KeraLink International exists to make blind people see. Specifically, those suffering from corneal blindness in low-and middle- income countries (LMICs), where the need is most acute.
Surgeons have had the knowledge and experience to treat and to cure corneal blindness for over 100 years. However, more than 10 million people around the world remain blind because a corneal transplant is not affordable, not accessible, or surgeons’ skills are not sufficient. (Philippe Gain, MD, PhD; Rémy Jullienne, MD; Zhiguo He, PhD; Mansour Aldossary, MD; Sophie Acquart, PhD; Fabrice Cognasse, PhD; Gilles Thuret, MD, PhD. “Global Survey of Corneal Transplantation and Eye Banking.” JAMA Ophthalmology. Web. 3 December 2015).
Medical and business innovations that increase access, reduce costs, and eliminate complexity can change this. With public and private partners, KeraLink International develops and supports sustainable, scalable programmes that reverse corneal blindness globally.
A History of Saving Sight
KeraLink’s mission has always been to restore sight. Founded in 1962, the organization now known as KeraLink International began as a single eye bank in Baltimore, MD. Later expanding to a network of seven eye banks located throughout the U.S. and facilitating cornea transplantations world-wide. KeraLink played a key role in addressing corneal blindness and established the sight-restoring standard of care that has been relied on until this day.
KeraLink divested its U.S. eye banking operations earlier this year. This was done so that all resources could be focused on finding innovations that will revolutionize corneal blindness treatment for people in LMICs who are still blind but would be made to see.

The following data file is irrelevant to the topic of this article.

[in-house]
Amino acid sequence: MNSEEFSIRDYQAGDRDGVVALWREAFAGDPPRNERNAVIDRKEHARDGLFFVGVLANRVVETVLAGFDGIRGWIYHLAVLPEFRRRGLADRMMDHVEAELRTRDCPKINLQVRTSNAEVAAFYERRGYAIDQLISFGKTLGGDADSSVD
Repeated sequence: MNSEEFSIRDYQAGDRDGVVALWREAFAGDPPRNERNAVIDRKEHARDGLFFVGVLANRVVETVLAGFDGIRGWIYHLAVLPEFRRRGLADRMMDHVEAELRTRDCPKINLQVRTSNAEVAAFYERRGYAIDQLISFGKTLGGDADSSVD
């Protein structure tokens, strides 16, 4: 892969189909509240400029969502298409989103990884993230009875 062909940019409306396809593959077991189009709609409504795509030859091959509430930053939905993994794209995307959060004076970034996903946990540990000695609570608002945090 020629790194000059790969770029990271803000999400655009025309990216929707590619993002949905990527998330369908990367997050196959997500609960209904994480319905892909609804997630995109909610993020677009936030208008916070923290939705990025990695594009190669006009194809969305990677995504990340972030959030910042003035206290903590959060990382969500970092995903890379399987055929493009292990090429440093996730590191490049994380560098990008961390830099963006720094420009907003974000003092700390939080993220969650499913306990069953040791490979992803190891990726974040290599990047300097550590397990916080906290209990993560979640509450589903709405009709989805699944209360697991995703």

The Future of Corneal Treatment
KeraLink will innovate and create a new system for corneal blindness treatment. This will happen by first identifying bottlenecks that prevent access to treatment and creating programmes around easing those hardships. Potential projects could address tissue supply, financial concerns, and deskilling of surgical procedures, among other innovations that come about through collaboration with other organizations and experts in the field of corneal blindness.
The current strategic plan is focused on bringing sight to 50,000 people over the next five years who would otherwise remain blind. It is KeraLink’s expectation that the innovations and programmes it fosters will eventually be scaled to go well beyond that five-year goal, so that anywhere in the world, anyone who needs corneal treatment will receive the care they need.